…actually, avoid two potential ones all together!
Honestly, I am not a fan of interleague play in general and of Yankee-Mets matchups in particular.
But I did enjoy a sidebar story that came out of this weekend’s Subway Series:
the transport of the Mets and Yankees players from Yankee Stadium to Shea Stadium during rush hour on a Friday afternoon and how it affected fellow New Yorkers.
Because of a rain-out during the previous Subway Series at Yankee Stadium earlier in the season, the Mets and Yankees faced each other Friday afternoon at Yankee Stadium for a make-up game. Then, that evening, both teams (and the media) had to get to Shea Stadium for the first of a three-game Subway Series there.
The personnel’s inter-borough journey would’ve been a challenge on any day and at any time of day, considering the busy corridor they needed to traverse and the bottlenecks that occur far too often upon it. Yesterday, however, presented a few additional challenges: the first game was a very long one–almost four hours, and (2)their expedition was to take place on a Friday night in the summer. While Friday afternoons are always “getaway” days and usually times of high volume on the roads, the problem is compounded in the summer when many are getting away to the beach or to the Hamptons.
Anticipating the gridlock that would be created, an industrious Newsday writer covering both games, brought his running shoes and made the inter-borough trip by foot. He later shared his colorful story with readers.
I also read of a couple of fans attending both games who had a rather unique strategy for the day: they intended to imbibe at Yankee Stadium and empty their bladders at Shea Stadium. Hmm.
My family’s challenge did not involve a time element: we were attending only the second game. However, one should never underestimate the challenge of travelling from New Jersey to Queens with there being a game at Yankee Stadium. Not having the physical conditioning to even consider a foot race and disliking crowds and traffic in general, our family was not sure we even wanted to FACE the challenge.
Therefore, my husband–with his family’s approval–attempted to sell our tickets for Friday night’s game on StubHub. This was one game we all figured would be best viewed in the comfort of our own home on high definition television.
When the tickets did not sell, however, we changed our minds and decided to brave the masses on the road in order to attend.
We gave our time of departure much forethought. It was decided that the best way to avoid the traffic created by fans departing Yankee Stadium following the first game would be for us to be well on our way BEFORE the end of the first game.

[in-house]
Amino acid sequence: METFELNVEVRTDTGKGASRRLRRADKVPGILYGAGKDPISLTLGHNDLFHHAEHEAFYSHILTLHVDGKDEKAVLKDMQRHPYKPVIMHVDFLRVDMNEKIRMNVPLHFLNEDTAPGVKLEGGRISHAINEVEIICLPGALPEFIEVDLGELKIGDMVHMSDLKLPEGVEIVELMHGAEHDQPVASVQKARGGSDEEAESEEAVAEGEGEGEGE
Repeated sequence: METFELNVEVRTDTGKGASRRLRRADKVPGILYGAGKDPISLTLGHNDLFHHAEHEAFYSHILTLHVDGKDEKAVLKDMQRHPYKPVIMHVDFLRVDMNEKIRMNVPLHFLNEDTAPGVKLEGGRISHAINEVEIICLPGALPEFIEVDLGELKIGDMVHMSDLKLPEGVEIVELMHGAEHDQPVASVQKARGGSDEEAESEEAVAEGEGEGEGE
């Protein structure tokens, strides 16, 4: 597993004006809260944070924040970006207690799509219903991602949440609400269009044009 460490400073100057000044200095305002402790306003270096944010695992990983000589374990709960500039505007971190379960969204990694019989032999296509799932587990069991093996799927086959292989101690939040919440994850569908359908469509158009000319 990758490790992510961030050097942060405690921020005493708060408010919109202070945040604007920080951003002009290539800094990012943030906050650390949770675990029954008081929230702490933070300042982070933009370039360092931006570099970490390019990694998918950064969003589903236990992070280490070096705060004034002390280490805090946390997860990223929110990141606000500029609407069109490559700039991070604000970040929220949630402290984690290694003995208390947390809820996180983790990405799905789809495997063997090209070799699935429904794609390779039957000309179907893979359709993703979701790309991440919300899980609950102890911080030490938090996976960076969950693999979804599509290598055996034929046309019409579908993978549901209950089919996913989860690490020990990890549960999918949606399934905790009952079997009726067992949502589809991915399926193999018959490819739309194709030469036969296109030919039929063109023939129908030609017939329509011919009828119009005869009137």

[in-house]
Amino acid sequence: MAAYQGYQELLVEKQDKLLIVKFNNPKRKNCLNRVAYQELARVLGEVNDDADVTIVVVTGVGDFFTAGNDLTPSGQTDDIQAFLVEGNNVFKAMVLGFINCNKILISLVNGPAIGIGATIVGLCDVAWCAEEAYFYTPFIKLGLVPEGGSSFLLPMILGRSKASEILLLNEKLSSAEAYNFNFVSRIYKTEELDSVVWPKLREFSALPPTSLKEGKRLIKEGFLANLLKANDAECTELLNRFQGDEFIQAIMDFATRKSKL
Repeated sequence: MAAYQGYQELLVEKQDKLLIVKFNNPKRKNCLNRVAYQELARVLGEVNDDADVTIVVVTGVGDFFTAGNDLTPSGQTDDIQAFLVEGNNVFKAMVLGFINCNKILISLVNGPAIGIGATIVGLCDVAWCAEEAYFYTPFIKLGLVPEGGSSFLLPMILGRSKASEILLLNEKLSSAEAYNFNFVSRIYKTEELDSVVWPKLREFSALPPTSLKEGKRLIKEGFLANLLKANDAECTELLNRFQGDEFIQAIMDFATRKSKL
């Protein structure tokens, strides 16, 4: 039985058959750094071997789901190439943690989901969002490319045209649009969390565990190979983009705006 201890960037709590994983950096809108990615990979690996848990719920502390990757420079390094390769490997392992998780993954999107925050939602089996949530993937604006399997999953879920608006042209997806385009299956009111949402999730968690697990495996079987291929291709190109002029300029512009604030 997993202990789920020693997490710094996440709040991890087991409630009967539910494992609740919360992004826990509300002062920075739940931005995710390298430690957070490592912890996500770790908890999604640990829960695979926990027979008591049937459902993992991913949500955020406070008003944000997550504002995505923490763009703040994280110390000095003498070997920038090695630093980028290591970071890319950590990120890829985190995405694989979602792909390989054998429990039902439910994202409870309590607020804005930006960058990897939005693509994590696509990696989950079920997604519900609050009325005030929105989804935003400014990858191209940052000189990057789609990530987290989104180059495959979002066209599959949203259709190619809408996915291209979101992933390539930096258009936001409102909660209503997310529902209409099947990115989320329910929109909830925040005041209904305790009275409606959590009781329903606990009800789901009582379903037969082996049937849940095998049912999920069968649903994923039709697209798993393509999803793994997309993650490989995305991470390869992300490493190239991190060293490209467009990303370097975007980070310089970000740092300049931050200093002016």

As it turned out, our strategy not only afforded us a more or less routine trip to Shea, but it unexpectedly provided us the opportunity of sailing by Yankee Stadium–southbound on the Major Deegan Expressway–at the very MOMENT that Carlos Delgado hit the first of what would be two home runs for the Mets–this one a grand slam! As I quickly opened the sun roof, we all three screamed, and I vigorously waved my Mets cap.
When we arrived at Shea, there were many fans already there. It appeared that others were aware, as we were, that it had been arranged that both teams were to travel by bus with police escort from the Bronx to Queens with road closures being scheduled during their transition.
Arriving at Shea without any of the logistical snafus we had envisioned and feared, it was actually delightful to, later, find out some details about the two teams’ post-matinee conveyance–both on the radio and in the newspapers.
Although traffic was halted enroute to the Triborough Bridge and on the other side–on the Grand Central Parkway–to ensure a quick trip for the players and the members of the media who accompanied them, apparently many drivers along this route were well aware of the purpose of the stoppage. Many of the presumably inconvenienced drivers were not scowling, waving fists or the like. Rather, they were leaning out of car windows, yelling cheers of encouragement and flashing player jerseys in signs of recognition as the buses passed.
As New York Times sportswriter George Vecsey so wittily observed in his column today:
Normally, I hate it when traffic is blocked in New York because some presidential candidate is mooching campaign funds in our town. Over the years, I have had a few paranoid thoughts and words and gestures toward assorted Bushes and Clintons, Gores and Kerrys, when some bridge or parkway was inexplicably shut down. But it’s different when traffic stops for something socially redeeming, like a baseball team.
It had to be a redeeming feeling for Mets officials, too, knowing that their arrangements had enabled the Mets to play in the Bronx until about 6PM and walk into their Club House at Shea for their 8:10PM game having taking only twenty-eight minutes door-to-door! (Apparently, the Mets had made similar arrangements for the team travelling TO Yankee Stadium that morning: a trip that had taken only seventeen minutes!)
If only Mets officials could collaborate in such a way as to assure a Mets’ victory…sigh.
We’ll get ’em tomorrow.